I’d love to get all worked up about the name, but as someone who says “fuck” rather a lot, I really can’t. I’m not proud of it, but in my defense, I’m Irish. In Ireland, people are so foul-mouthed that English shows such as Come Dine with Me film one season over here and then skedaddle back to the UK, their pearls clutched to their throats in shock at the ease with which everyone – everyone – from the tony middle class housewives in Howth to 4-year-old kindergarteners turn the air blue.
The opening of Walimah Attar by Areej Le Doré is strangely familiar to me, and it haunts me for a while until I realize that it simply shares what I would characterize as the syrupy, sepia-toned density common to all blends of natural floral absolutes in attar or natural perfumery. When you mix a bunch of floral absolutes together, they combine to make a thick, oily-muddy fug of smells only vaguely recognizable as floral in dilution. Unlike the synthetic representations of flowers in mixed media perfumes or commercial perfumery, where you can clearly differentiate one floral note from another, the flowers in all-natural attars don’t give up their individual identities without a fight. They’re melted down into the soup, so to speak. But still, there are markers that can tip you off as to what’s there.
It’s difficult to figure out what Strangelove NYC is, as a brand. If you were to go by appearances alone – the fashionably minimalistic, almost text-free website, the $260 perfume necklaces with 1.25mls of perfume oil, the fact that Helena Christiansen is the brand’s spokesperson – you’d be forgiven for writing these off as perfumes for New York socialites, designed to look banging on the glossy, bronzed neck of a supermodel as she poses for a photo to go with her ITC Top Shelf interview.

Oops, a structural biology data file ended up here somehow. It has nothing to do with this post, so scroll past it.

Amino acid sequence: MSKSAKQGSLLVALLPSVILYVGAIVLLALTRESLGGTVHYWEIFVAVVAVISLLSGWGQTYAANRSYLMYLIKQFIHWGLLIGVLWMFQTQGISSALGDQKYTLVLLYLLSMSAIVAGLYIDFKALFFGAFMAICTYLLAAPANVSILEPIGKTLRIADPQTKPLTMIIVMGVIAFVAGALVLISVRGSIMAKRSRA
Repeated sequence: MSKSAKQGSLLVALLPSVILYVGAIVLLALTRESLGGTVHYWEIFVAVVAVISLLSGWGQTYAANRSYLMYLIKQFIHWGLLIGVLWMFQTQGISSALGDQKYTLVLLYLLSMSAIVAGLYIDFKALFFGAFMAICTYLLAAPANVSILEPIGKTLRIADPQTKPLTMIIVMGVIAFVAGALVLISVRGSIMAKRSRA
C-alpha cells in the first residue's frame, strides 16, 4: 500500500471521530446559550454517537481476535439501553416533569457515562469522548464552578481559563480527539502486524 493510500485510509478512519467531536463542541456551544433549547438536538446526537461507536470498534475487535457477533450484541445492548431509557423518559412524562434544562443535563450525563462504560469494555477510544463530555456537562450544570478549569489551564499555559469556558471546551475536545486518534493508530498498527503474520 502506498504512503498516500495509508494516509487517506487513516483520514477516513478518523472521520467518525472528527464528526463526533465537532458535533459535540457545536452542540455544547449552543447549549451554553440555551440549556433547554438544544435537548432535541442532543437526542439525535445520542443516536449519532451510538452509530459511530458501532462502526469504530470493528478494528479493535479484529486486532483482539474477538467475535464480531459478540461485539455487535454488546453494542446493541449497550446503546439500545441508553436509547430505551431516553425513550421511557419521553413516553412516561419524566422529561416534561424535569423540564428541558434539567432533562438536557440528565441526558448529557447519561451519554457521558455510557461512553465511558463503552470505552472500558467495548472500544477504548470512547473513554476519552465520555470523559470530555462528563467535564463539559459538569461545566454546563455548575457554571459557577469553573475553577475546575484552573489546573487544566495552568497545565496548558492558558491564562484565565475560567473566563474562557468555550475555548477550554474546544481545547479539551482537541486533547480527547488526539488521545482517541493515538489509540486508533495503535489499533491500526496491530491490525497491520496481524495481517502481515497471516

But you’d be wrong.
I’ve never smelled the legendary Iris Gris by Jacques Fath, but I imagine it to be something along the lines of Belles Rives by Marc-Antoine Corticchiato for La Parfumerie Moderne: the dove-grey pallor of orris warmed at the edges by a shimmer of peach.
Rising Phoenix Perfumery Bushido Attar is an attar made exclusively for The World in Scents, a Princeton-based purveyor of fine attars and pure oud oils, and its name translates to “the way of the Samurai”. The idea for this particular attar came from the ancient Japanese practice among royalty, Samurai warriors, and the nobility of scenting their kimonos, robes, and sword sheaths with a blend of tsubaki, an oil made from camellia flower petals, and choji, clove oil.
In October 2004, a man called Chris Anderson wrote a very influential article for Wired magazine called “The Long Tail”. In it, he explained how a little-known statistics term, called the long tail, actually explained a lot about success in the business world. The basic premise is that the market for products not widely available in bricks n’ mortar stores is as big, if not bigger, than the market for products that are carried in stores.
When I wrote a review of Peety by O’Driu a few years ago, I struggled to put into words a certain accord that I noticed in the sort of neo-retro (is that even a word?) Italian perfumery espoused by ateliers like O’Driu itself, and Bogue. The word I used was Ricola drops, which are those funny herbal cough sweets you buy at the counter of any bar or corner shop in Italy, the ones that taste of honey mixed with anise, licorice, and a whole kitchen garden’s worth of herbs.
Bruno Fazzolari Feu Secret opens with the balsamic, fruity tang of fir balsam, jammy and bitter in equal measure. Underscored with the earthy tang of turmeric, the coniferous notes feel unfamiliar, because the combination smells simultaneously earthy, green, sweet and waxy, like a piece of fruit dropped into a bag of powdered herbs.
Set aside the notes for a minute. This isn’t a fragrance overly centered on either tobacco or tuberose. Slowdive, for me, is Hiram Green’s take on honey.
And what a gorgeous and strange honey this is. Medicinal and syrupy, it begins as a river of intense aromas all knotted together so thickly that it’s difficult to make out what one is smelling. On my first wearing, I thought the opening had something of that anisic, clove-scented cherry dough that forms the medicinal heart of L’Heure Bleue (Guerlain) or even Kimonanthe (Diptyque), but a second wearing told me I was wrong.
My first impression of Francesca Bianchi’s Under My Skin was that of a milky sandalwood over something vegetal and spicy, like a dish of Chinese greens simmered with lots of black pepper and fenugreek. But like Santal de Mysore, which it resembles in some parts, Under My Skin reads like two different perfumes – one when sniffed closely on the skin, and the other sniffed as an aura or a trail of scent on the air.